“We just got our apprasial back for a refi today. We have a townhouse(3 bedroom 2.5 bath) in a planned unit development where we own the small lot we are on. The appraiser used all townhome style condominiums where there is no ownership of the lot, but instead there is a joint ownership of the entire complex. I understand that there were no recent sales or listings in my neighborhood, but I don’t think this would be considered a comparison of apples to apples. I’ve called the guy twice but he won’t return my calls.”
You are well within your rights to request the lender to provide another appraisal. While it isn’t always easy to tell the difference between an attached single family home and a condo, a real estate professional needs to be able to.
You are correct that the appraiser failed to select appropriate comparables as the differences in ownership between an attached single family home of townhouse style, is very different than a condominium unit that is a townhouse style. The ownership rights are key and critical and absolutely would be considered impactful in determining the appeal of a property.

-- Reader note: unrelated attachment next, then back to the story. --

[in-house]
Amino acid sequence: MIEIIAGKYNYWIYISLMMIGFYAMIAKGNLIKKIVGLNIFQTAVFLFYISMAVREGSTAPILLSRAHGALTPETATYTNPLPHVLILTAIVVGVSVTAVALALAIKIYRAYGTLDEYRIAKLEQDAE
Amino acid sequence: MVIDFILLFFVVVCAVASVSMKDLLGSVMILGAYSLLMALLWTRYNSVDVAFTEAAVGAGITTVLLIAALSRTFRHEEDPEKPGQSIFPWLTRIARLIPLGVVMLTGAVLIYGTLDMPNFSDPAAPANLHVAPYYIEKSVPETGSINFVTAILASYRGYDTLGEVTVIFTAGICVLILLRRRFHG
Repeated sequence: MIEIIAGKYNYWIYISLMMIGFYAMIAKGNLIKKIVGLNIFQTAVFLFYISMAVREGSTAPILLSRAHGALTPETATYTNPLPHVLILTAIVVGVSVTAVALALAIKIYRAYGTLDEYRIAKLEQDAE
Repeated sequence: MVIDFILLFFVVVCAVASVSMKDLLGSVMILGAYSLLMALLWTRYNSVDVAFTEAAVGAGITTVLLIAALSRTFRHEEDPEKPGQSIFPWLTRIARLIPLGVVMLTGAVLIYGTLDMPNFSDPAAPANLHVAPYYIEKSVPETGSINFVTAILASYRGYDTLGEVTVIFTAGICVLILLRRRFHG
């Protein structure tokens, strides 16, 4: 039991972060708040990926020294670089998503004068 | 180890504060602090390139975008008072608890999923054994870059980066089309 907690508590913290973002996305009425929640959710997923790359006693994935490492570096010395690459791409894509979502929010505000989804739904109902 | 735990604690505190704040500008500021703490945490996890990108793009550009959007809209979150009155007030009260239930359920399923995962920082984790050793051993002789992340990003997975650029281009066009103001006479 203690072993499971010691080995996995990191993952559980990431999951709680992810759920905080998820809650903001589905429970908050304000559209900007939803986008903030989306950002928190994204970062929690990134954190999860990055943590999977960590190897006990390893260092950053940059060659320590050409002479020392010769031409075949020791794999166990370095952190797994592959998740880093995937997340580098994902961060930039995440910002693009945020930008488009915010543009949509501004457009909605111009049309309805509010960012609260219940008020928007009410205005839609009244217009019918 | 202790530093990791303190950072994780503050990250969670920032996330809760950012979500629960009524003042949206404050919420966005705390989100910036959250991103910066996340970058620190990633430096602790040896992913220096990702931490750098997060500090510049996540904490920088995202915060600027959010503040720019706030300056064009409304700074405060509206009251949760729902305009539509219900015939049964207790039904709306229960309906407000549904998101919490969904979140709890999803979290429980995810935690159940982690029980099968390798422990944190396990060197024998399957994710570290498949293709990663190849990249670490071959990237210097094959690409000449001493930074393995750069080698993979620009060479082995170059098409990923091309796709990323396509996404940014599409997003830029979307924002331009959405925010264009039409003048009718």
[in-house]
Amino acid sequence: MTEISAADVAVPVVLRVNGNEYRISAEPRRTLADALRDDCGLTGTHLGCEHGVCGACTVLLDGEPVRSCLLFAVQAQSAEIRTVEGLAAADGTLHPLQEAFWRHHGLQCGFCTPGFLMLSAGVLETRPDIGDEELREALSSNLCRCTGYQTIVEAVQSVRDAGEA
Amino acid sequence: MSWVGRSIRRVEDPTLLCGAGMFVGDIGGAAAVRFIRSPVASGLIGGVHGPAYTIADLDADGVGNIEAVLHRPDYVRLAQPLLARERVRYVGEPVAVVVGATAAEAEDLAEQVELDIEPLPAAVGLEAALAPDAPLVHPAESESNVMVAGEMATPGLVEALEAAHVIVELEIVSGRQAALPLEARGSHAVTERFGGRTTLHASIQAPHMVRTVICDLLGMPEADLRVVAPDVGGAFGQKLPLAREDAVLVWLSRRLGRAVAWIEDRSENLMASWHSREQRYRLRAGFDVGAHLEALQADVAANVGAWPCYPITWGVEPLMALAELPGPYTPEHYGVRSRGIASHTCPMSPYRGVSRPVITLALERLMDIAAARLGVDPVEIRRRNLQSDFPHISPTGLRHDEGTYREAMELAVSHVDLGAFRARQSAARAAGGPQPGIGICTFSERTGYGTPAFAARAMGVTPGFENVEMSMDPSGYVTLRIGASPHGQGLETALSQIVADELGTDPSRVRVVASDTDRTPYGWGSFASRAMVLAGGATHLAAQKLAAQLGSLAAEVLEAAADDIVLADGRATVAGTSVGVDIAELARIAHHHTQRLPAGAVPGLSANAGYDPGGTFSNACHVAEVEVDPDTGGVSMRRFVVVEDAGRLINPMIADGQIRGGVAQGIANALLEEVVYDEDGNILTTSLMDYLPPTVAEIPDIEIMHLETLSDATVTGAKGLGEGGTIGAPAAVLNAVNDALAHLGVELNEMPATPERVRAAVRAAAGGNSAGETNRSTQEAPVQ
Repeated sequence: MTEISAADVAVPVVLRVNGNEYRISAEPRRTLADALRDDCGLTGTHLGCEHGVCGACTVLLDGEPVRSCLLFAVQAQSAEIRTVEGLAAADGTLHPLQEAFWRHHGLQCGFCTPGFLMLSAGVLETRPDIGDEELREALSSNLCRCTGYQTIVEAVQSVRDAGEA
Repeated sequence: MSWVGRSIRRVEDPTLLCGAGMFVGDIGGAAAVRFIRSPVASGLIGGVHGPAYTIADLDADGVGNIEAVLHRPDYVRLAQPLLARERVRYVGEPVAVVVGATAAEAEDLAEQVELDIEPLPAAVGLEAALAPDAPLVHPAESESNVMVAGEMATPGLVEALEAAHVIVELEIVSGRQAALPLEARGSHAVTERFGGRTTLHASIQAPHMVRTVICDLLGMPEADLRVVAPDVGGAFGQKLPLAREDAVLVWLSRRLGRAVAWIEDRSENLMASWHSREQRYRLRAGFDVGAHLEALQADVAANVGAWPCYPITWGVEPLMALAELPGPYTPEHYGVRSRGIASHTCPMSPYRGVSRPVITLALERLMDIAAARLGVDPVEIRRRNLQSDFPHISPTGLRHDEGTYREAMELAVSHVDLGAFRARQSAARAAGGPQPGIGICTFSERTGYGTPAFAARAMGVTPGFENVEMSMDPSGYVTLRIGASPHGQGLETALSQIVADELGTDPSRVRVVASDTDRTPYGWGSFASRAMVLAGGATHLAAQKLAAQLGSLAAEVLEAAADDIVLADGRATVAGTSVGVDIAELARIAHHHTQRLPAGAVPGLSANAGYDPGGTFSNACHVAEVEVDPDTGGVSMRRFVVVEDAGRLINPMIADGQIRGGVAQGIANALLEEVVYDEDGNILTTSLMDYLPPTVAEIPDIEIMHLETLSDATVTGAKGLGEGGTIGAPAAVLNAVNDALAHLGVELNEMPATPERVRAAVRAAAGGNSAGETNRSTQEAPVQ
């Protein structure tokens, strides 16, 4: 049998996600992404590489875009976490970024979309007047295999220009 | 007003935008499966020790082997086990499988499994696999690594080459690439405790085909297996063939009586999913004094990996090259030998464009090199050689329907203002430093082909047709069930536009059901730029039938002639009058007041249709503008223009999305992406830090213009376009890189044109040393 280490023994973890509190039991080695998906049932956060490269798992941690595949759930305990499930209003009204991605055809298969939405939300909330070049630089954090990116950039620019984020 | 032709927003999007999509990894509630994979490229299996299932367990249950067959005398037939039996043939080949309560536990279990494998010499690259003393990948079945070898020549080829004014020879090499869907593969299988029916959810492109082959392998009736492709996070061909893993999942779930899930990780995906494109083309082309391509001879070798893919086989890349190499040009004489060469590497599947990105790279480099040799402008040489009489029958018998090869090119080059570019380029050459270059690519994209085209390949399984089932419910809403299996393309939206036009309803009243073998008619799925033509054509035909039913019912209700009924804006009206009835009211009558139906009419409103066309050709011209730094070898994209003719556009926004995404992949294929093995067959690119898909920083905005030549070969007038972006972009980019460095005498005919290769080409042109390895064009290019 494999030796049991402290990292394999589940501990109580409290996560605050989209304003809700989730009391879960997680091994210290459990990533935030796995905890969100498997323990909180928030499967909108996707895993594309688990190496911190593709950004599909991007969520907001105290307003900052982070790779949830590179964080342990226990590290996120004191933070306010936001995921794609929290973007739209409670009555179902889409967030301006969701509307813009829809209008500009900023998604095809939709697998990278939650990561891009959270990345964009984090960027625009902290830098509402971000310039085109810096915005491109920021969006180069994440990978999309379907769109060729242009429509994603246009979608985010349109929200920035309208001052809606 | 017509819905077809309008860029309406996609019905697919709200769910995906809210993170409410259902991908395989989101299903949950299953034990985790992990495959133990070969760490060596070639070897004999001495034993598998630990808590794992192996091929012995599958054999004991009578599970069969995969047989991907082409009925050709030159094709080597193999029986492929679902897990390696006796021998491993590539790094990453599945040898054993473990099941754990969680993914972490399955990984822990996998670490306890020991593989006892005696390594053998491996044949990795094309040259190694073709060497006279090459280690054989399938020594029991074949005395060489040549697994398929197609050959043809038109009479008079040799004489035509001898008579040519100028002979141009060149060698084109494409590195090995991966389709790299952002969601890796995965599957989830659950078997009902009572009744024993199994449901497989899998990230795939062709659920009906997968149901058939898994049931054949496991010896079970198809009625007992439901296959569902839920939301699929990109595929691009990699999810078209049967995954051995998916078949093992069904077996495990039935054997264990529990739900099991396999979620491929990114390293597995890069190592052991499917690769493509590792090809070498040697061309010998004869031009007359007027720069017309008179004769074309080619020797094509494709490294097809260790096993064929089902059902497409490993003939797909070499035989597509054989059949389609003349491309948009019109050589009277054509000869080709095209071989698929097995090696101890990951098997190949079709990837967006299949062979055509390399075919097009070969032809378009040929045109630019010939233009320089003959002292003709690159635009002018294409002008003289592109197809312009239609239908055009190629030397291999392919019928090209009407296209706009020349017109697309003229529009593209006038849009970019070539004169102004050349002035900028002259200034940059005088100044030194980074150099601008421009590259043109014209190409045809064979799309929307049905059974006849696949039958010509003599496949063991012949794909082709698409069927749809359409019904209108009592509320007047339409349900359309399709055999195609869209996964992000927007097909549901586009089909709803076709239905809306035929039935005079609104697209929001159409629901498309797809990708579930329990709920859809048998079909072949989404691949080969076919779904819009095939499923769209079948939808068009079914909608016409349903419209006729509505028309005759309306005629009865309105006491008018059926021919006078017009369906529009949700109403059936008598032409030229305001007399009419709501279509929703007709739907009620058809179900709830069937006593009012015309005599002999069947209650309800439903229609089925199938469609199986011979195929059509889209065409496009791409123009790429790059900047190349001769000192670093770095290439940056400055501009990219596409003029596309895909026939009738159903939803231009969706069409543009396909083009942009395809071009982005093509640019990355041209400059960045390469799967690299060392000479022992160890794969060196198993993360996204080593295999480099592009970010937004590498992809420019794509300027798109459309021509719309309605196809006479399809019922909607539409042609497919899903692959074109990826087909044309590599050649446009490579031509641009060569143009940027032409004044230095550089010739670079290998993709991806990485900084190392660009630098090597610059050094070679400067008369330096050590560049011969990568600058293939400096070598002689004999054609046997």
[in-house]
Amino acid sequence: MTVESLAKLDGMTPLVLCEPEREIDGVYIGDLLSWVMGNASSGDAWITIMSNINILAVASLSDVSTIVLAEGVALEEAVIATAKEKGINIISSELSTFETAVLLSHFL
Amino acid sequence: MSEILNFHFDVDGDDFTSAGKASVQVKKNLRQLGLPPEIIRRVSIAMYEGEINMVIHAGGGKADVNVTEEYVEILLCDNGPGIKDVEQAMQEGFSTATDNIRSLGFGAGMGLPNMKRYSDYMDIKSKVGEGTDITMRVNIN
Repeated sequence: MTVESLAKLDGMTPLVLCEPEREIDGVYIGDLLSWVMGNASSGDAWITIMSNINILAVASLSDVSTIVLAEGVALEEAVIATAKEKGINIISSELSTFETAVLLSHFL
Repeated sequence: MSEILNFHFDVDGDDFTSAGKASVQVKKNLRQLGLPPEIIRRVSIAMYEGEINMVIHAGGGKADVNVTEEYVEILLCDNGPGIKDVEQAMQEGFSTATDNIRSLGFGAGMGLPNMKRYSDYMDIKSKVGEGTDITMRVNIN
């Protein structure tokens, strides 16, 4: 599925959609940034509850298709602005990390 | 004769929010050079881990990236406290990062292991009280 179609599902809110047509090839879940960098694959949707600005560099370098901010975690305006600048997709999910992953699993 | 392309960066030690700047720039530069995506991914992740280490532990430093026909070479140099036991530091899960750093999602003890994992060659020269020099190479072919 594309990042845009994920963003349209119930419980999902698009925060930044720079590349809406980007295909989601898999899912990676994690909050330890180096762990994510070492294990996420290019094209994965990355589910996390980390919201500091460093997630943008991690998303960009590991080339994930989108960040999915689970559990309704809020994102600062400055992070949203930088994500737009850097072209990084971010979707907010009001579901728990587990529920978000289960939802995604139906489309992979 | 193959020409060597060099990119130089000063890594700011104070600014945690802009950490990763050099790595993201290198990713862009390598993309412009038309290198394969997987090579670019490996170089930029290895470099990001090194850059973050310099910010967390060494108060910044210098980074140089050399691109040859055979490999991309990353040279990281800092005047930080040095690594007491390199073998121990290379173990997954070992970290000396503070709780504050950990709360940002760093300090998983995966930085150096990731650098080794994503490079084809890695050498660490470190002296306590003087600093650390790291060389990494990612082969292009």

The appraiser is under no obligation to return your call, however it would certainly be professional to do so. According to the Gramm Leach Bliley Act, the appraiser is not permitted to discuss any of the details of the appraisal with anyone other than the client, who is likely the lending institution managing your refinance. Even I have received many a call from a homeowner. While I never discuss the details of the appraisal itself, I’m happy to return a call and explain the process. Your best bet and most likely route to a successful resolution, lies in your relationship with your lender. Call them, or better yet, write your concerns about the appraisal in an email and send it to your loan consultant, requesting that either a new appraisal be provided or that the appraiser correct the appraisal and use comparables that are applicable and appropriate.